The nation's industrial production fell a substantial 0.6 percent last month, the first decline since the recession ended nearly two years ago, the Federal Reserve reported yesterday.
Part of the drop was a result of the brief strike against General Motors Corp., and most forecasters are confident that no new recession is beginning. Nevertheless, the drop in output at the nation's factories, mines and utilities was larger than analysts had been expecting. The figures highlighted just how much the economic expansion has slowed since mid-year.
Meanwhile, partly as a consequence of that slowing, many major banks lowered their prime lending rates from 12 3/4 percent to 12 1/2 percent. The day before, Bankers Trust Co. of New York had cut its rate to 12 1/4 percent.
Analysts said the smaller reduction at the other banks was due both to a desire to keep profits up and to uncertainties over the course of interest rates over the next several weeks. Most short-term rates have fallen close to a percentage point since the first of September, and forecasters are divided over whether they will turn upward again before the end of the year.
Generally, the expectation among the forecasters is that rates will rise at least somewhat if the economy resumes growing at a rate of 4 percent or more.
"A host of uncertainties surrounds the performance of the economy in the current quarter," said economist Allen Sinai of Shearson Lehman/American Express. If consumer spending, which dropped substantially in July and August but probably rose again in September, continues weak, "the fourth-quarter growth figure for real gross national product may fade compared with the third," he said. "A rebound in consumer spending would cause a new surge in growth."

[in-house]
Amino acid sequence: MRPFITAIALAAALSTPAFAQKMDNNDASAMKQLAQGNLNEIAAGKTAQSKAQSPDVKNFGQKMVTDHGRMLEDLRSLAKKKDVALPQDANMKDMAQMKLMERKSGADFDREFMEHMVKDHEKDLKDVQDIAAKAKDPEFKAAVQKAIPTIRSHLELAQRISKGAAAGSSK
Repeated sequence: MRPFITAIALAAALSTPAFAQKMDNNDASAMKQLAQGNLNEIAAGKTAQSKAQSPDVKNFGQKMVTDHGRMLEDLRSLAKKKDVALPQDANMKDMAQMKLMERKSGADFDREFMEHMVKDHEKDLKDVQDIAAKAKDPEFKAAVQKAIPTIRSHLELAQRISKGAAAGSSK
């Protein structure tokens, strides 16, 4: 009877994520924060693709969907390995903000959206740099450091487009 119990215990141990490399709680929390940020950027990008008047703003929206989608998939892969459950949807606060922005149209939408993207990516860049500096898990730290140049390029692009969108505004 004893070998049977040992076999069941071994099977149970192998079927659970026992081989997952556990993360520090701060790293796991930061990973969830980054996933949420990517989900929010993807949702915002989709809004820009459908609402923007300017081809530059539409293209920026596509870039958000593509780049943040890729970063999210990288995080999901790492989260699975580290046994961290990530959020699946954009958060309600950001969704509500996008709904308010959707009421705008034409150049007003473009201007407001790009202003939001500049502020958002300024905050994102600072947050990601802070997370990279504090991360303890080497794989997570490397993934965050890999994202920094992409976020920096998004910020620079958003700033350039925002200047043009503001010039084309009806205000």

Sinai expects only a modest rebound in consumer buying, and an increase in GNP, adjusted for inflation, at only a 2.5 percent annual rate for this quarter. Real GNP rose at a 10.1 percent rate in the first quarter, a 7.1 percent rate in the second, and according to a Commerce Department estimate based on partial data, at a 3.6 percent rate in the third quarter.
A number of other forecasters predict real GNP will be up at a 4 percent to 5 percent rate in the fourth quarter. Who is right likely will depend on the strength of the Christmas season for retailers.
Last month's drop in industrial output followed a tiny 0.1 percent gain in August, a figure the Fed revised downward from its original estimate of a 0.2 percent increase. The GM strike was responsible for between one-third and one-half of the September drop, analysts said.
However, the production declines were spread through most of the economy. Output of nondurable goods for consumers went down 0.6 percent after falling 0.4 percent in August. Similarly, production of construction materials fell 0.1 percent following a 0.4 percent drop the month before.
Among the categories of types of goods, only business equipment and defense and space items rose. Moreover, the 0.3 percent gain for business equipment was substantially lower than the increases in the previous four months, which averaged 2 percent per month.
There will be some rebound in the production index for October as a result of the end of the strike. The Federal Reserve said 7.9 million autos and trucks are scheduled to be assembled this month compared with 6.9 million last month.
But the the pace of new orders for factory goods has been flat for some time, and even if the index starts moving upward again, as most forecasters say it will, the month-to-month gains are expected to be much more modest than they were during the first year and a half of the economic recovery.
Growth during economic expansions has rarely been smooth or uniform. For instance, just before the 1976 election, growth slowed to the point that unemployment began rising and was a factor in President Ford's defeat. But economic growth accelerated early in 1977 to the point that President Carter withdrew part of his tax cut proposal intended to provide a quick shot in the arm for the economy.
One factor in keeping the expansion going could be the recent declines in interest rates.